Dyerstown, Pennsylvania

How did Dyerstown, Pennsylvania get it’s name? This page provides a brief history about the naming of Dyerstown, Pennsylvania, the people who settled it, and the industry rising within it.

This hamlet, a cluster of old stone houses in Doylestown (formerly Plumstead) Township, lies on the southeast bank of Pine Run and along Route 611, the great highway which now links Philadelphia with Easton and the country of upper Delaware River Valley. This highway was first known as “Dyers Mill Road” and was so mentioned in the public records for nearly a century after it was extended in 1723 from Horsham to Dyers. Almost on a parity in population with Doylestown down to the Revolution, Dyerstown has stood still while it saw its neighboring community, only a mile away, expanding into a thriving borough. Widening and rerouting 611 in 1939 left Dyerstown comfortably to the eastward to enjoy its quietude and immunity from modern commercial exploitation, hotdog stands and glaring billboards. The hamlet takes its name from John Dyer, an English Quaker from Nailsworth (Gloucestershire) Meeting, who reached Philadelphia with his wife and children in 1714. He was a miller and probably a millwright. Remaining in Philadelphia for three and a half years, he removed early in the year 1718 to the present site of Dyerstown, where, before his removal, he had purchased 300 acres of land from Thomas Brown, (English spelling, Browne), a pioneer settler, who lived in a log house some distance farther back in the Plumstead woods. The best authorities say Dyer built his mill in 1720. However, mills were not made in a month or even a year in those days. There was no ready lumber, no artificial methods of seasoning it, few millwrights to work out by hand those wonderful wooden shafts, nicely adjusted cog wheels, ponderous water wheels and finely dressed stones of our first grist mills. No doubt John Dyer felled his own timber from the surrounding forest, let nature season the hewn logs and planks, and then did his own millwrighting. The mill may not have been in operation before 1722, and this seems to be indicated by the fact that it was in that year Dyer became active in bringing the road through from Horsham. The date of the erection of the present mill seems to be definitely fixed by a note in John Dyer’s diary, dated January 23, 1792: “This mill burnt about 12 o’Clock last night all the roof burned with waggon timber & flax that was in the Loft. The fire appeared to be Chiefly in the North End when I first saw it.” From this meager description, it seems the mill was not entirely destroyed and probably the water wheel, basement and most of the equipment therein were saved, though possibly damaged. The last miller was Charles F. Beaumont, who owned the place and ground feed for his own and his neighbors’ use. Since the repeal of the Prohibition Amendment the old mill has been draped with a new dress and goes by the name of Water Wheel Tavern. The quaint exterior has been disguised, but some oldtime interior features have been retained. The staunch walls and beams are still there. The great oak water wheel, five feet broad and fourteen feet in diameter, is also there, and the cog-wheels, hopper and grist stones are said to be just as the last miller left them. It easily may be, as claimed, that the mill furnished flour to Washington’s army while it lay encamped June 20 and 21, 1778, on the nearby hill at “Doyltown” on its march from Valley Forge to the Jerseys. The Dyers were reputed to be good patriots, yet John Dyer, Jr., grandson of the pioneer, in his remarkable “Diary,” covering a period from 1763 to 1805, does not mention the flour-supply incident. He does not even notice the camp in Doylestown. This seems amazing. He takes pains to record on August u, 1777, that he went miles down to Warwick Township to see the Continental army the very next day after it pitched its tents along the Little Neshaminy. “I saw,” he says, “the American Army Encamped Near, or at the Cross Roads, Consisting of about 18,000 men in Bucks County.” And he also notes on June 18, 1778, that “The English left Philada, the 18th of June 1778 with their army,” but after that entry there is a puzzling blank until March 7, 1779,-the biggest gap in the whole Diary. What happened to silence the diarist in this epoch-making half year in his community we can only conjecture and then marvel at his lost opportunity to immortalize himself by writing down what he saw of Washington and his staff, the rejuvenated Continental army after the rigors of Valley Forge, and the picturesque bands of Oneida and Tuscarora scouts during two-days’ stay on the wooded ridge then called “Doyltown.” From this old diary we get an interesting glimpse or two of pre-Revolutionary backwoods incidents. On April 21, 1770, Dyer notes, “whippoor-wills were singing in Dyerstown.” October zo, 1771, he says, “a bear was killed here,” and again, October 24, 1774, he wrote, “several bears killed in this neighborhood now and abouts.” The post office established at Dyers-town March 1, 1883, with John S. Dyer as postmaster, has long since been discontinued and the community is now served by Doylestown rural delivery. Dyerstown Union Library flourished in the 1840’s. Officers and members were John Dyer, Jr., Librarian and Treasurer; Moses L. Shepherd, Secretary; William Rich, Moses L. Shepherd and Aaron Burgess, Directors; John Dyer, John Poulton, James Barclay, Aaron Worthington, Thomas Dyer, Benjamin Good, Isaac Kratz, Josiah Rich, Jr., Esq., Cornelius Shepherd and Samuel Bradshaw, Esq.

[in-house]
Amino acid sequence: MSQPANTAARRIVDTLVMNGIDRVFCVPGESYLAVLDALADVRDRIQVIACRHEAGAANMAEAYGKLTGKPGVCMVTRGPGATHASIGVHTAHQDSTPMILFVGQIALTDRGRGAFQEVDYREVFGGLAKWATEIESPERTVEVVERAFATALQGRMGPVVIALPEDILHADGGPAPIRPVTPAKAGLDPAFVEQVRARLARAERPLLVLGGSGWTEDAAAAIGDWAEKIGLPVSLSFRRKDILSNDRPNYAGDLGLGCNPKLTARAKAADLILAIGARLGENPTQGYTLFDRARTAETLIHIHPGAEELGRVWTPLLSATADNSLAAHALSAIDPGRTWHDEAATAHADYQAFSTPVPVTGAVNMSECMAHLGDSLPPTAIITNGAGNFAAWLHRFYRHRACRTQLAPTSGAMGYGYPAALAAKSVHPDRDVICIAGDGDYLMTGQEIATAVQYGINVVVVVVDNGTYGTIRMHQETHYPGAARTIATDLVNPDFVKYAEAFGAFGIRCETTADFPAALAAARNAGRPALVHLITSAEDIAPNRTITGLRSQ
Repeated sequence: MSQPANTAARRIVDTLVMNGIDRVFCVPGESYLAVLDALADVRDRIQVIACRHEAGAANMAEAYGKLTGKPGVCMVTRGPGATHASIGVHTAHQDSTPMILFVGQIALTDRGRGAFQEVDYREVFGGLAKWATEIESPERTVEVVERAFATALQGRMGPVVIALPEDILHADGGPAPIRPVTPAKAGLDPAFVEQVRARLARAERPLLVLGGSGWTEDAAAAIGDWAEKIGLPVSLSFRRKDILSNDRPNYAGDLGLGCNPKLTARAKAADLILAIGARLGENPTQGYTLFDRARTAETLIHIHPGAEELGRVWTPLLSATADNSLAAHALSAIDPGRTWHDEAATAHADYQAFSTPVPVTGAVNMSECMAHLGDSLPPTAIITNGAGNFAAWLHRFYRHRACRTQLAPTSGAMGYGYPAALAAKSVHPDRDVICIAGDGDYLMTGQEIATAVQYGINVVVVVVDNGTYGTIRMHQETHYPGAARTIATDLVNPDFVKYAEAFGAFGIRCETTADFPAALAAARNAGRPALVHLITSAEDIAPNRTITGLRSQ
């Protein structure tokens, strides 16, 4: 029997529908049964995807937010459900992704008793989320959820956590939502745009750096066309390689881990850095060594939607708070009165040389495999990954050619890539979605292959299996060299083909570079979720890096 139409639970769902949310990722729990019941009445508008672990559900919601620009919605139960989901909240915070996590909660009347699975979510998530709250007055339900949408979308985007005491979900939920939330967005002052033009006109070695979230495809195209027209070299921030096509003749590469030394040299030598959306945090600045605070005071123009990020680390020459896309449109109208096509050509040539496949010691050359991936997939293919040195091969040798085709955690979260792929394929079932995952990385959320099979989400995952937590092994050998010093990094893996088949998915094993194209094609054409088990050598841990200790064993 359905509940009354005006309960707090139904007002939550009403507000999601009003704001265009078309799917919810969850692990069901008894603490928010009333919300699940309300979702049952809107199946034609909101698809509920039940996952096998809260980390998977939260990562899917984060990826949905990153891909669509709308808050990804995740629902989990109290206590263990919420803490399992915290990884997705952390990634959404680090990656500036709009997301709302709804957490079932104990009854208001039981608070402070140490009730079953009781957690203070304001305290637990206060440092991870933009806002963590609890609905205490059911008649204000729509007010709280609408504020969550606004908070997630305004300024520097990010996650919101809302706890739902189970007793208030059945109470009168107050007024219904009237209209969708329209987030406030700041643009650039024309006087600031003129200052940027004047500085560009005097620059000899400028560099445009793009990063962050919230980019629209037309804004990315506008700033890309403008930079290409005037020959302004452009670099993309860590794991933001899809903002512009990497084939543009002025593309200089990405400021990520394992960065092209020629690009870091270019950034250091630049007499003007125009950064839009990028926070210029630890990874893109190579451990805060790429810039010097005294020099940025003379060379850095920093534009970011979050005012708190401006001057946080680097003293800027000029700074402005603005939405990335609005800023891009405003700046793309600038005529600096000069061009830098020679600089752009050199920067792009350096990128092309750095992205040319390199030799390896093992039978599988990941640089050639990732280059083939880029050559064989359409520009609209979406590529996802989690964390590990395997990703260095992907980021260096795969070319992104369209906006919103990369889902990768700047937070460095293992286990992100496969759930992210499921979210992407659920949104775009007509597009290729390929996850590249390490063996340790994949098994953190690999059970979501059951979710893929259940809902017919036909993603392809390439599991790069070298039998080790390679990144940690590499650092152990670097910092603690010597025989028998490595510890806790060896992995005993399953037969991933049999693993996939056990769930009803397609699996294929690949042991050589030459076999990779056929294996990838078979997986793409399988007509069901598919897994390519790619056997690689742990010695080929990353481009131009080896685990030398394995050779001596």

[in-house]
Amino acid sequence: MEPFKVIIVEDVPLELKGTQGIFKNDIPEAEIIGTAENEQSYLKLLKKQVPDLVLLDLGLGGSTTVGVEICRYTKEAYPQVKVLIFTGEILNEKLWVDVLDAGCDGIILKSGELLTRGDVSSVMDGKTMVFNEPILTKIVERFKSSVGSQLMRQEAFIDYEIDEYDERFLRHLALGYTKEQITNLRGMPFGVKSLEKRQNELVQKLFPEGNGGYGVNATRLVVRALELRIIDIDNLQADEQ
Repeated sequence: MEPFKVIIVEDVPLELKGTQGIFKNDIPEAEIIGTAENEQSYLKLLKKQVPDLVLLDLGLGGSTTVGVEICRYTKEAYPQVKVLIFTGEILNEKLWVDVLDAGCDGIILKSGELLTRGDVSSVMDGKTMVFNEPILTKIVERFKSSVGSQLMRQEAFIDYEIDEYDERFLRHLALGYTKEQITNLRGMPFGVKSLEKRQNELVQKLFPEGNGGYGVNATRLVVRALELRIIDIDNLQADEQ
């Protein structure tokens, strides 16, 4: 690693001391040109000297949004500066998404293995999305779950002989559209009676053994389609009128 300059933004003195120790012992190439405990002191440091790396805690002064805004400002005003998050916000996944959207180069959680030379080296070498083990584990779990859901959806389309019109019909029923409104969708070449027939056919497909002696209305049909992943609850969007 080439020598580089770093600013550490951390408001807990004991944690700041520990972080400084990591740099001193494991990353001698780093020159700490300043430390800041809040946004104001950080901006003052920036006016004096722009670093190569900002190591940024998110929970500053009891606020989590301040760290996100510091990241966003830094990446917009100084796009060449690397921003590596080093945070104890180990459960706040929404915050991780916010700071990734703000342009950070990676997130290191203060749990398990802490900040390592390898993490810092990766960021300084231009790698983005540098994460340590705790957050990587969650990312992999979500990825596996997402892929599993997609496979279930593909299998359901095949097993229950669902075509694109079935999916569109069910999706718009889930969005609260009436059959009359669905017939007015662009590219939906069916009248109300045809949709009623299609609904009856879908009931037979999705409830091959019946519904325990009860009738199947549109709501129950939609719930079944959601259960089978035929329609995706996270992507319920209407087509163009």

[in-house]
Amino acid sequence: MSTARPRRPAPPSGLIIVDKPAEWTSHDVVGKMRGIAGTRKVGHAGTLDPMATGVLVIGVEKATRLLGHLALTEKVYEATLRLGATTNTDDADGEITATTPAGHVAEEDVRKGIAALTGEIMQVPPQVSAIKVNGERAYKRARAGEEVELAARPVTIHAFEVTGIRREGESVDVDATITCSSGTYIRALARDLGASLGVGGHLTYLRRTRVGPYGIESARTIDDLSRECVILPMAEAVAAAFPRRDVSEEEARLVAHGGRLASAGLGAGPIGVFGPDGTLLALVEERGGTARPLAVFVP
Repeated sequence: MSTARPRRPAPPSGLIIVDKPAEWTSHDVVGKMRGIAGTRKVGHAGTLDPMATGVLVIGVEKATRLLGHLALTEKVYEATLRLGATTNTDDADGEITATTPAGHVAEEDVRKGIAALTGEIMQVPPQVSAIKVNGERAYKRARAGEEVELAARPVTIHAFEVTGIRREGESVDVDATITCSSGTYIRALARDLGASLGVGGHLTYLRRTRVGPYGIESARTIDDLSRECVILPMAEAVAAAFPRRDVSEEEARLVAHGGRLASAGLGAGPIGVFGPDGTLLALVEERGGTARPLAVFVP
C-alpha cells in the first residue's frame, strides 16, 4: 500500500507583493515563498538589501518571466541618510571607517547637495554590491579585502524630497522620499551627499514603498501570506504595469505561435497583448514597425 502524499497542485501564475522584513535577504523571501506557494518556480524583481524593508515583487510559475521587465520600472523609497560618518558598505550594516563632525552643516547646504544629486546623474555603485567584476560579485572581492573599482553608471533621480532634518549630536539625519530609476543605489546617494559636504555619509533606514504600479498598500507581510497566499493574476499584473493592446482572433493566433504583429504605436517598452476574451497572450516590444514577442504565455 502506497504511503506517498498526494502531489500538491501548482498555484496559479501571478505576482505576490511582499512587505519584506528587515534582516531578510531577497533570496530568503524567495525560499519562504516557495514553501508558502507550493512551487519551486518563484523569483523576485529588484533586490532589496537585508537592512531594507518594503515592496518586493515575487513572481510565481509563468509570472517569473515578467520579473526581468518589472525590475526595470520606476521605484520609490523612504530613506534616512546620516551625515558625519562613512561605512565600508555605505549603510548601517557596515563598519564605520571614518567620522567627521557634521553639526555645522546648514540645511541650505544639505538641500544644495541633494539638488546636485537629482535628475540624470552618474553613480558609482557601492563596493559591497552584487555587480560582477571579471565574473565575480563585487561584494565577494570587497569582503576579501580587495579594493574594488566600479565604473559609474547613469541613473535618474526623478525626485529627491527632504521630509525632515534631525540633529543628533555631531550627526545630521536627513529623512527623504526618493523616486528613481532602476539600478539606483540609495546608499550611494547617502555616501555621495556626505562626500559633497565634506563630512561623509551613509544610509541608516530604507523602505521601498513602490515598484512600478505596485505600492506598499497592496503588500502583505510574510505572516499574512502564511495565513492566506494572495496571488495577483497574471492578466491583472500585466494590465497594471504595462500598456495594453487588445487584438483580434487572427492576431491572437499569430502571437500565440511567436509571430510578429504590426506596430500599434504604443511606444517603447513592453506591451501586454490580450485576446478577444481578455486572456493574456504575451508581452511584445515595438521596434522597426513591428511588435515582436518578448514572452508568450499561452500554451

Source: MacReynolds, George. Place Names in Bucks County Pennsylvania, 2nd Edition. Doylestown, PA: The Bucks County Historical Society, 1955.

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